Hope this helps.
 

Isca-camigo

Active Member
Camino(s) past & future
Various ones.
#6
Like most people have said have above walk on the side facing oncoming traffic, unless the oncoming side can not see you and you them, that's usually on bends. Of the times I have walked that has only happened on leaving Toulouse on the Arles and leaving Porto on the central way
 

Marbe2

Active member
Camino(s) past & future
2015 SJPD to Burgos
2017 Leon to Santiago
Pamplona to Santiago Mar. 2018
Burgos - SCDC (Oct 18)
#7
ALWAYS against oncoming traffic. For most of us that means on the left side of the road, as we are walking.

This is sometimes mildly confusing and amusing to our British Commonwealth and former Commonwealth friends, as it is contrary to their traffic pattern.

Walking against the flow of traffic, so oncoming traffic sees the FRONT of you as you are walking, gives the driver the best view of you, AND gives you a view of the oncoming vehicle(s).

Were you to walk WITH the flow of traffic, with the oncoming vehicles approaching you from behind, you would lack that instant of view where you could leap out of the path of a dangerously close vehicle. Conceptually, this is very similar to bicycles silent sneaking up on you while on a remote Camino trail, without warning you they are coming...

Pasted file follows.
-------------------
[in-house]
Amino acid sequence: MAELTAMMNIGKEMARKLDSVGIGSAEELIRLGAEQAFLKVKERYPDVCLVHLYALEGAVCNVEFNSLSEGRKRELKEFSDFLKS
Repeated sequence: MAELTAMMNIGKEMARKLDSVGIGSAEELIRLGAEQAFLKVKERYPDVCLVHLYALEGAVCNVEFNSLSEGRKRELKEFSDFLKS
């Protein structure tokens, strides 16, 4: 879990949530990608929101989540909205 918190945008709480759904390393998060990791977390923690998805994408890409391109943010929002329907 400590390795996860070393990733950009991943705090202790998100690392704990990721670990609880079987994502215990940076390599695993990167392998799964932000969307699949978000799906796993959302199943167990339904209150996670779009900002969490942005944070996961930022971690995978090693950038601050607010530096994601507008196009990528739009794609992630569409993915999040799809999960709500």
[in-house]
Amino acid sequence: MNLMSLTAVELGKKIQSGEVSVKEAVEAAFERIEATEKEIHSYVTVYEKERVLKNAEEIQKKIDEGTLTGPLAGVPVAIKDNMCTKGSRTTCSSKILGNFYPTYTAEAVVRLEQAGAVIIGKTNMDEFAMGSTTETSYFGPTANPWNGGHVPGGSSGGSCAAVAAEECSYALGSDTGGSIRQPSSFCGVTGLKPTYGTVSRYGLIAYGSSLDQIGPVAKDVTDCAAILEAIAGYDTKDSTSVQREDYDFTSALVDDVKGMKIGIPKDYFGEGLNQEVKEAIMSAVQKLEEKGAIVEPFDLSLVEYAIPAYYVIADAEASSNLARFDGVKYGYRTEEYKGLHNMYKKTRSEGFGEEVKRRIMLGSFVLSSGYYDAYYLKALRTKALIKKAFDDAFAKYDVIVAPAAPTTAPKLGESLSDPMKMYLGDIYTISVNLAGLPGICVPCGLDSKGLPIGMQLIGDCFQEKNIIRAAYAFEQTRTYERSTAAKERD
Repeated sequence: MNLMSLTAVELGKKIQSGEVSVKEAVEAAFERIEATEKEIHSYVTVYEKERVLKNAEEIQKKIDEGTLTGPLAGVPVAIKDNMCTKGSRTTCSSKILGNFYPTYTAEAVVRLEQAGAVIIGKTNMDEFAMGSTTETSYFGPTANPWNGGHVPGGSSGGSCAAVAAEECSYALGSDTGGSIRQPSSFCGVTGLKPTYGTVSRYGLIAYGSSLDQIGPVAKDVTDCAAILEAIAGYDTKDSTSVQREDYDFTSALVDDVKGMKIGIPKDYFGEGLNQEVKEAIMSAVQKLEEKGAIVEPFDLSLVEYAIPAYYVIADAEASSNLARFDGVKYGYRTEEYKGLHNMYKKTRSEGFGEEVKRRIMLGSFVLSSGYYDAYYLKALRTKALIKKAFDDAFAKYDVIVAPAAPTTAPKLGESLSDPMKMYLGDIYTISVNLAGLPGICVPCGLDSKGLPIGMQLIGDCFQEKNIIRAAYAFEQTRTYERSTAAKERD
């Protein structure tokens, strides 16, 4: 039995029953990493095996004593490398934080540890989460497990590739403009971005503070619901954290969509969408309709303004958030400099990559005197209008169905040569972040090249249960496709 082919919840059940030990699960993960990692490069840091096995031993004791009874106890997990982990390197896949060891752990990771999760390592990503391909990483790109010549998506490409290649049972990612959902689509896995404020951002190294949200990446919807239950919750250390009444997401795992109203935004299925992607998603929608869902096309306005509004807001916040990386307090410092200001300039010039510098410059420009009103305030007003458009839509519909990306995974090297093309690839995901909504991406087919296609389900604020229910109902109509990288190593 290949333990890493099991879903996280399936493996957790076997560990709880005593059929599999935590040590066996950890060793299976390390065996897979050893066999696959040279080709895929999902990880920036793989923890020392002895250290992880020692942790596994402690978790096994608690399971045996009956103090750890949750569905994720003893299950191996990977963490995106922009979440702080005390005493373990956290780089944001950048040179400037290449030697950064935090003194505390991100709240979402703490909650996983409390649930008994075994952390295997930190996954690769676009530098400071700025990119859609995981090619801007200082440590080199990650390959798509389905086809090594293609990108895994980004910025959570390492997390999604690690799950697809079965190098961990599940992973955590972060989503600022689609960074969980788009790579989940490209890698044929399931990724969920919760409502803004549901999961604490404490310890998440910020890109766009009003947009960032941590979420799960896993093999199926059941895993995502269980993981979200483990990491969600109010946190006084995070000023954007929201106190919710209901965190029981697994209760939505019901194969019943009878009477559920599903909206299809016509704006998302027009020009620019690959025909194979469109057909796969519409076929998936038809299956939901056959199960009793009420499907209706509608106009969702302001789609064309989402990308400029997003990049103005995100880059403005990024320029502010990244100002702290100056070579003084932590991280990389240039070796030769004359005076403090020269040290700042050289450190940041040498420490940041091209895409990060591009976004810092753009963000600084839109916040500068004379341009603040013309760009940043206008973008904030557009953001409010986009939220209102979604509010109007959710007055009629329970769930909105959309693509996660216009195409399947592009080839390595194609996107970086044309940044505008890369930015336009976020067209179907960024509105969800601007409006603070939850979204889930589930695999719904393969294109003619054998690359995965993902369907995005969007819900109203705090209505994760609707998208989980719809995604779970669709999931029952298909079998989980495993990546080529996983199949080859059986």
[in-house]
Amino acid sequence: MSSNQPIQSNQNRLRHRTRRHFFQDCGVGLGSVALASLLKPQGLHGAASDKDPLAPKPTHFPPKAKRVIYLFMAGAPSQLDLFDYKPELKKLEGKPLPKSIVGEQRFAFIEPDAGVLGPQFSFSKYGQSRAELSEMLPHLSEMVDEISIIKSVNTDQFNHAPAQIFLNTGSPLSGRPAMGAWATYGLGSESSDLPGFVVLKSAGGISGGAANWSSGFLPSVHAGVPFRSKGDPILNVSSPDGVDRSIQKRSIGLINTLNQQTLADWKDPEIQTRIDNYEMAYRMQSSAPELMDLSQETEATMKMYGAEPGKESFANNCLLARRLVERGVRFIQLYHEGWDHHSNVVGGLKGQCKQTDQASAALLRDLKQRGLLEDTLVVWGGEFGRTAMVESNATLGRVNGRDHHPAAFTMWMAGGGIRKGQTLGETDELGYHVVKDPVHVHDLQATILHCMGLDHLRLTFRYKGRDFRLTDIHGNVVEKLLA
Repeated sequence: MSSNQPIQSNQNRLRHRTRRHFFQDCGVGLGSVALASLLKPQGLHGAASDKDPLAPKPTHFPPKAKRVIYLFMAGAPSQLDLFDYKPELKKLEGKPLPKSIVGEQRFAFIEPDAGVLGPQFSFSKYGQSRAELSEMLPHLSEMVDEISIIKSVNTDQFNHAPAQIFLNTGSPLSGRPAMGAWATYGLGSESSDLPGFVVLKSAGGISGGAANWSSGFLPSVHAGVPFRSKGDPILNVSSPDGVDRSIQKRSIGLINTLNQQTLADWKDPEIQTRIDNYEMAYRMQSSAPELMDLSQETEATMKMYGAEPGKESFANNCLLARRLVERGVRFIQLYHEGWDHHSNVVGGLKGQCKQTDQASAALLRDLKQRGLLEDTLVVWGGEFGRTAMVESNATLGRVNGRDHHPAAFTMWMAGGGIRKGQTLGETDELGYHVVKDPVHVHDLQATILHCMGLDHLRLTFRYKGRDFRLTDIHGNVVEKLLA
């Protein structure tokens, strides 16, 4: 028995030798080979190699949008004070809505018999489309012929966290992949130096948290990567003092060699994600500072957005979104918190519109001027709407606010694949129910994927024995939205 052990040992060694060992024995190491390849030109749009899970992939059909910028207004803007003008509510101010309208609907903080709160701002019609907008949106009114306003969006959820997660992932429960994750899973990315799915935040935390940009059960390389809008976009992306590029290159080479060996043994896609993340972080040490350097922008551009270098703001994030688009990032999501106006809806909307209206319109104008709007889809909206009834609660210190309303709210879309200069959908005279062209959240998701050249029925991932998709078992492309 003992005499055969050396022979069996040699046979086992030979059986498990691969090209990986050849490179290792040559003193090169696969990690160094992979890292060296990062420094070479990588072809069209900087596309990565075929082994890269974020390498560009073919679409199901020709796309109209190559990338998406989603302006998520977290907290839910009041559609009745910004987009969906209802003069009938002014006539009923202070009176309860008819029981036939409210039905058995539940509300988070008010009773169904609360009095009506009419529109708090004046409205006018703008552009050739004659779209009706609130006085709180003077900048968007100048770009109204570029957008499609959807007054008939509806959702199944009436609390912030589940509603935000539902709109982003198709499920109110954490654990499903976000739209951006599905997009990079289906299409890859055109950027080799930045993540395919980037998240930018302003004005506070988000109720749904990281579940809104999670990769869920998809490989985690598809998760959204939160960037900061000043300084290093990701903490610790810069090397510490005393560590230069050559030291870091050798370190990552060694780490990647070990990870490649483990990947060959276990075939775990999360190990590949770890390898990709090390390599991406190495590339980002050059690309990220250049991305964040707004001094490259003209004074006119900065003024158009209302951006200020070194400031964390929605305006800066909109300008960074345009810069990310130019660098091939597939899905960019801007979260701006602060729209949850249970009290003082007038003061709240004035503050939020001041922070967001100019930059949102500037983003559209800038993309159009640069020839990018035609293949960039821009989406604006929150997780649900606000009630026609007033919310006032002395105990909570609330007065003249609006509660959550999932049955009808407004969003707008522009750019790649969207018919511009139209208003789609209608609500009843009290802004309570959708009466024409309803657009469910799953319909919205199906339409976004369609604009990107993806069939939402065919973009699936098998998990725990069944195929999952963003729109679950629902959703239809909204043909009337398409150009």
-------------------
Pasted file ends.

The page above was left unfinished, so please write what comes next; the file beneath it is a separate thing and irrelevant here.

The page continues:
I also recommend that everyone either wear a safety vest (neon-yellow), OR similarly very bright and contrasting color so you attract attention from oncoming drivers. BE SEEN!

Hope this helps.
Really Sorry to disagree t2....:)but, as was already described by Trecile, Bradypus and myself...there are instances when the roads sharp turns make it safer to go to the other side. T2, Have you ever walked the road down from Acebo to Molinesca?

Bonnie, more than likely you will “feel” when it is dangerous to remain on the left...
Go across keeping an eye out for what is coming from behind as well as what might come around the bend and then when safe go back to the left hand side.
To reiterate what Bradypus stated: Rules are a fine thing but common sense will tell you to make exceptions from time to time.
 

Glenshiro

Active Member
Camino(s) past & future
Le Puy - Burgos, Camino Frances (2012 - 2018)
#8
This is sometimes mildly confusing and amusing to our British Commonwealth and former Commonwealth friends, as it is contrary to their traffic pattern.
Most Brits are inured to the fact that much of the world drives on the wrong side of the road. I do get caught out sometimes when I come home from a European trip, and look the "wrong" way when crossing the road.

On the plus side, roundabouts hold no terrors for me!
 
Camino(s) past & future
Camino Mozarabe Almeria (2017)
Cherhill to Canterbury - Pilgrims' Way (2018)
Via Francigena (2019)
#9